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The Code, the Test, and the Responsibility

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Just about everyone has seen the testing pyramid. This simple model first introduced in Mike Cohn’s book, Succeeding With Agile simply says that as your automated tests become less granular, that you should write fewer of them. My experience with test automation has shown the best results when creating tests at the most granular level possible. If we can catch a bug or guard against regression with a simple low-level test, that’s where that test belongs. If we want to find issues we can only find at the intersection of multiple components, that’s when we write a slightly larger integration test. We write bigger end-to-end tests only for scenarios that need that size and complexity of large tests in order to verify.

To me, this model is simple – but despite that simplicity, I still feel the software industry has a bit of an unhealthy infatuation with automation of end-to-end (and especially, UI) scenarios – tests that should represent just a small portion of automated testing efforts.

I frequently interact with test automation engineers responsible for web testing. I ask them why they don’t write more of their tests at a lower level. Often, they’re testing software from another team (or company). Or the development team doesn’t make it easy to test the software at a lower level. They’re assigned to write tests, and they write the best set of tests they can in their context.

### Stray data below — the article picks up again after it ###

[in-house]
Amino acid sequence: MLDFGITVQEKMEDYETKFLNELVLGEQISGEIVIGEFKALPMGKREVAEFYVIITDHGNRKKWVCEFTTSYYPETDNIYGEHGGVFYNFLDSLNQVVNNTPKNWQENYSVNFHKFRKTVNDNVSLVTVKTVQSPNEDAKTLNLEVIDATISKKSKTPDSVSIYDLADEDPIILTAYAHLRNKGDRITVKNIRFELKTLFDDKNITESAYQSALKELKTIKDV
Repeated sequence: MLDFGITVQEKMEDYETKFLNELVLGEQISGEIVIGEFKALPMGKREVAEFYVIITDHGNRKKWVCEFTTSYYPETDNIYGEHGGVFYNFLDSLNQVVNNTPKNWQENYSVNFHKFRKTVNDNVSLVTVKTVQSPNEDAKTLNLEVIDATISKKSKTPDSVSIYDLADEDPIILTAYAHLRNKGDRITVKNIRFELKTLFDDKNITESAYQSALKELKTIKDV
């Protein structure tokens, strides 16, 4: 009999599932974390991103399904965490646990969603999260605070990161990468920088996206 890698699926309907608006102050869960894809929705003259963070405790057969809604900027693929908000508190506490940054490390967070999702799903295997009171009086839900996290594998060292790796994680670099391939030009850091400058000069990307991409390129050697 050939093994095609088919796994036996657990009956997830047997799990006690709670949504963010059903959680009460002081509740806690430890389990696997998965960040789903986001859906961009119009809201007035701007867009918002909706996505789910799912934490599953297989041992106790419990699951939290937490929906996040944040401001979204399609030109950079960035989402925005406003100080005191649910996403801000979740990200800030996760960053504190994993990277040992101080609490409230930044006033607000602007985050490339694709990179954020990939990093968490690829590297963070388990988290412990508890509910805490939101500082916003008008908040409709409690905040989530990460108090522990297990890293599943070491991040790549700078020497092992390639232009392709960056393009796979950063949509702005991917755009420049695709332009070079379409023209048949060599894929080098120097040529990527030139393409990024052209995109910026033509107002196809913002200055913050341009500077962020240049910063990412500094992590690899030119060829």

They’re doing what they can, but they’re not solving the problem.

🧠👉 Join me for a live webinar on Feb 24th: Mindsets, Skill Sets, and Developers that can Test 👈👨‍💻

Test Automation is Hard

I’ve written my fair share of end-to-end automated tests; and I’ve also written low-level code in high volume operating systems. In my experience, writing reliable and trustworthy automated end-to-end scenarios is hands-down the more difficult task. Granted, the tooling for test automation is much improved from the times where I wrote test automation, and tools like TestProject make the task much easier.